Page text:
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Ask someone's story to blur racial lines

I don’t have a Facebook page. The only type of social media I subscribe to is Twitter, and that is only because I want to receive updates about Washington Husky football.

But last week, I heard about something that was circulating on Facebook that had such an impact people were talking about it at work. And on the news. It was a video of a woman in Hillsboro being taunted with racial slurs by a man in a truck.

I haven’t seen the video. But the morning I heard people talking about it was the same morning a colleague of mine was describing an experience she’d had the day before while having dinner with her family. She and her daughters were at a local McDonalds and a woman came in to the room to say that someone’s kids had spilled juice in the Playland area. This woman accused my friend’s daughters of doing so. The discussion escalated and resulted in the woman telling my friend, “Well, why don’t you go back to your own country!” My friend replied, “This IS my country.” KRISTY KOTTKEY

No one will doubt that we have issues around race in our community. It’s a struggle that, at times, seems like it has not improved much. In fact, it may be getting worse in the sense that the level of fear and distrust for the Latino community in general seems strikingly cruel and harsh. I don’t experience it because I am white, but stories like my friend’s show that while we want to believe we are changing and growing as people, I’m not sure we are.

People say it’s not a cut-and-dried issue. It’s so complicated and sensitive that there are college classes about it. There are workshops. There are equity teams. There are task forces. Books, movies, and TV shows are written about it. We’ve become paralyzed with the fear of saying things in the wrong way — and this leaves many of us unsure how to talk about it to spark positive change.

In Hillsboro, there are people in schools, in churches, in organizations, on equity teams — and citizens committees doing some effective and purposeful work on race and equity issues. But for those of us who aren’t a part of something structured like this, what can we do to bring about positive change? My Dad, a retired physician who has committed himself to volunteer work in various parts of our community, has always talked to me about the importance of hearing a person’s story. Good care, he would say, is not only diagnosing the problem but truly understanding the person and the situation. But to do that, you have to take the time to ask.

This lesson from my Dad was reinforced when a frequent customer at the local Starbucks where I worked confided in me part of his story. He had been coming each week to meet with a woman who was volunteering to help him with his English. He was working 60-hour weeks, then making time to learn English so he could be part of his broader community. He told me this because I finally asked. This taught me two things: I was making incorrect assumptions, and I had not been asking the right questions. Instead of “How was your day?” I began to ask what people were passionate about. What they struggled with. What their experiences in our community were. And with those questions, I began to grasp a deeper understanding of what was going on around me.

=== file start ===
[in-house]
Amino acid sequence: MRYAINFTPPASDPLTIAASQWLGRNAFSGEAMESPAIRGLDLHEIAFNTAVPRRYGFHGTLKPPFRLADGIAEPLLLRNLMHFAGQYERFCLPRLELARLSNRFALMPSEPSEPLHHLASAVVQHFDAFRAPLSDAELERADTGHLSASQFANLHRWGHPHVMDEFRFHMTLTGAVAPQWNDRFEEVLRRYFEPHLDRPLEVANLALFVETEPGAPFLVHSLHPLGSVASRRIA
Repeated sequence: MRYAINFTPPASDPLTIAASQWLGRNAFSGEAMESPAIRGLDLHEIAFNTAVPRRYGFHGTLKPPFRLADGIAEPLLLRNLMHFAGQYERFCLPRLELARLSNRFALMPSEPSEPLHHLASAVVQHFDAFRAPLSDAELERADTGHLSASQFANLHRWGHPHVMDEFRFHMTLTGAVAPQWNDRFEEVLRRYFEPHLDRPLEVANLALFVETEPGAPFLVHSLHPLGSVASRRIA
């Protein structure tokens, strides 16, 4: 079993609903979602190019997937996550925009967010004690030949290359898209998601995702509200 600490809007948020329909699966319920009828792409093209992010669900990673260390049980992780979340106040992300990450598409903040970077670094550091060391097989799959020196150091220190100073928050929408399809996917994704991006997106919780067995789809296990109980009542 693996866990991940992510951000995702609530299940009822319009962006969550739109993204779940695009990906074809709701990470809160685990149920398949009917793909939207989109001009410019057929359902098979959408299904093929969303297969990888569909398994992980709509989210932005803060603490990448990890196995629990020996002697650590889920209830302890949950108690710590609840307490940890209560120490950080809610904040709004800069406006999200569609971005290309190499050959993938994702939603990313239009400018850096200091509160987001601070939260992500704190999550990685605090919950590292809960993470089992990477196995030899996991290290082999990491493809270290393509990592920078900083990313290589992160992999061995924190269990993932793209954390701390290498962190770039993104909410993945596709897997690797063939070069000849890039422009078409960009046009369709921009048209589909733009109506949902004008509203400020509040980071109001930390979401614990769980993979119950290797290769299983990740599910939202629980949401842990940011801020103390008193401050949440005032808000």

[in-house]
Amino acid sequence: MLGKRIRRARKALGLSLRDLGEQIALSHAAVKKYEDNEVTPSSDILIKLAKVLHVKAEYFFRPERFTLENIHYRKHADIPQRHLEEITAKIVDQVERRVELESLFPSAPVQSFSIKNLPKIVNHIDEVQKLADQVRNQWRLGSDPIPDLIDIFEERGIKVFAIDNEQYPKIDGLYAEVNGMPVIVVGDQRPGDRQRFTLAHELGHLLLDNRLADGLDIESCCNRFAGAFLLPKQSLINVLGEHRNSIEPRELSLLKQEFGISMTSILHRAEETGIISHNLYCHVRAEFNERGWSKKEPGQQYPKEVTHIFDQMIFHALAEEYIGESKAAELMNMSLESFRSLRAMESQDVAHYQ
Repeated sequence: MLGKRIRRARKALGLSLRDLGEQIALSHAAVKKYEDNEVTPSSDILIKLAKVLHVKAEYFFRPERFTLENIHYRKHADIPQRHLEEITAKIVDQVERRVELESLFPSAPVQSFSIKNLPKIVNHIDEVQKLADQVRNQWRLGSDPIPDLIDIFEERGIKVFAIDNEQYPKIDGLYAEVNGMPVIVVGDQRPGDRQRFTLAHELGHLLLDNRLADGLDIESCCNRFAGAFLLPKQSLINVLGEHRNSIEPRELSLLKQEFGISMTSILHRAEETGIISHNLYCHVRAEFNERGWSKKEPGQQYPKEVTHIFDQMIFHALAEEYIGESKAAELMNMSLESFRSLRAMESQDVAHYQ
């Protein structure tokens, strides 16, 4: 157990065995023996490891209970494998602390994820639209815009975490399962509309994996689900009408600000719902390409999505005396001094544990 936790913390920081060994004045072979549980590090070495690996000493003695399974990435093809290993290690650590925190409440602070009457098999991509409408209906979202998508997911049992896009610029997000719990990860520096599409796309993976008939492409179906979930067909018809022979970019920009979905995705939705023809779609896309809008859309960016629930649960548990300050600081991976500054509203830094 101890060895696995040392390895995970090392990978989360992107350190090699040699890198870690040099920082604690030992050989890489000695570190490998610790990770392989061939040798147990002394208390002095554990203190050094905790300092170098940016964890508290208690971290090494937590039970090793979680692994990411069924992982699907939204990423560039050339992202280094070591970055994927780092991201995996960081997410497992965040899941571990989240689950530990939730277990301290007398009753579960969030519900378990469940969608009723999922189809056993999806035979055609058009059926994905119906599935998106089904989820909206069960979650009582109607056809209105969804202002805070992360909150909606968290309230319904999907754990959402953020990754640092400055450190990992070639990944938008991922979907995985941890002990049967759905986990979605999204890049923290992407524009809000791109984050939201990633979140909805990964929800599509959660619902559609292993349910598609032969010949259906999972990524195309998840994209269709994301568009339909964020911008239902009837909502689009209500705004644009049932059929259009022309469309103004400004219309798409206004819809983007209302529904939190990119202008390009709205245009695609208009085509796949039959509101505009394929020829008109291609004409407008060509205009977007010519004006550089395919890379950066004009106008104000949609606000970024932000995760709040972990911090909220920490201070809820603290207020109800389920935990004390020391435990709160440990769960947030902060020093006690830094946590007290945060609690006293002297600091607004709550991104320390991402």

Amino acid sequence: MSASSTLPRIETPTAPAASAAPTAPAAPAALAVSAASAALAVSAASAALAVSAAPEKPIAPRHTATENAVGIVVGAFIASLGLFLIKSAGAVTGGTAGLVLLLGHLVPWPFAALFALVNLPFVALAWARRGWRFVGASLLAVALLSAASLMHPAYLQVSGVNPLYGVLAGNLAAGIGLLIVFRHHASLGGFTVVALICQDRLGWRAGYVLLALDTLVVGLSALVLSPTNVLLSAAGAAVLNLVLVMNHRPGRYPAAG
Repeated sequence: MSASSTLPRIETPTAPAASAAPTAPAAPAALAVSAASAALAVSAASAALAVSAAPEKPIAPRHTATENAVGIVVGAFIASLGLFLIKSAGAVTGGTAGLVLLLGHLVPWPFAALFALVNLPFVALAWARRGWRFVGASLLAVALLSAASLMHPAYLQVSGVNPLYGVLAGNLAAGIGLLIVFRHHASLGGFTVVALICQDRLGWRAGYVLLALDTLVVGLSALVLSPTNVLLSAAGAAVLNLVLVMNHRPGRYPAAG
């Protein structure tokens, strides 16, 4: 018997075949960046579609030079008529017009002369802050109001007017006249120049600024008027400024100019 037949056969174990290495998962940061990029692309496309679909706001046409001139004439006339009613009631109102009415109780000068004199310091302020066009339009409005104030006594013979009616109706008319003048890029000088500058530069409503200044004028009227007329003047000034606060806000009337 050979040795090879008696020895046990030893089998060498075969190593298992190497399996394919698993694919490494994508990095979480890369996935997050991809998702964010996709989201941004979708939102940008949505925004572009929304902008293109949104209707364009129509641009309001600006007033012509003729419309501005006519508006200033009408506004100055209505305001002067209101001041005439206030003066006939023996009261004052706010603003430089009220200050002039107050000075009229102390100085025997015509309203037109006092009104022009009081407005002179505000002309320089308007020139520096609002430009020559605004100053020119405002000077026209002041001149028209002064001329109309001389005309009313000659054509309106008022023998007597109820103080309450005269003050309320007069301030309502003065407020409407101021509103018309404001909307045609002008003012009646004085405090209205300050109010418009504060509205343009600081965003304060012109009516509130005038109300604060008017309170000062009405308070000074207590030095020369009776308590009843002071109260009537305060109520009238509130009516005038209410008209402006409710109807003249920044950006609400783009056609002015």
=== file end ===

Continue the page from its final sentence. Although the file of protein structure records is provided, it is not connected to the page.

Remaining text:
That, however, was not enough. It is no longer enough just to know the story. I had to do something with that information. So when colleagues or people around me were having conversations and phrases like “Why don’t they just learn English?” came up, I told the story of my friend Antonio, who had found an English tutor to help him. When I heard people comment about “illegals,” I described the family that was celebrating at the coffee shop because their Dad had just passed the citizenship test. When I hear people say, “Go back to your country!” I tell them about my friend Ray — or Selene, or Miguel — all of whom are American citizens.

Lots of people say they are sick and tired of talking about race. And guess what? Most of the people who say that are white. They — and I — can’t possibly understand what it’s like to be on the receiving end of ignorant assumptions and blatant racism. So when people say things like that, I now ask if they have a neighbor, colleague or friend who is of another race. And if so, I ask if they know that person’s story. When someone says it isn’t their business to ask, I disagree. We build community — regardless of race, religion, or politics — by building relationships. And relationships happen when someone reaches out to make it happen. It’s more than “How’s it going?” It’s “I’m interested in your story ... tell me more.”

I believe that most of the people in my community care about other people. Most of us want things to get better. And I know that many of us don’t have time to join a committee, start a movement, attend a protest or write letters. But changing the questions you ask and the interactions you have don’t take extra time. They don’t require a scripted list of talking points. They don’t require you to dance around what terms are politically correct or not. Getting to know someone’s story and then sharing it when you can is significant.

It may seem small, but the impact is emotional and genuine — and it may give us a new and powerful way to think about how we can all be more open, interested and compassionate people.

Kristy Kottkey, a Forest Grove resident, is a teacher in the Hillsboro School District.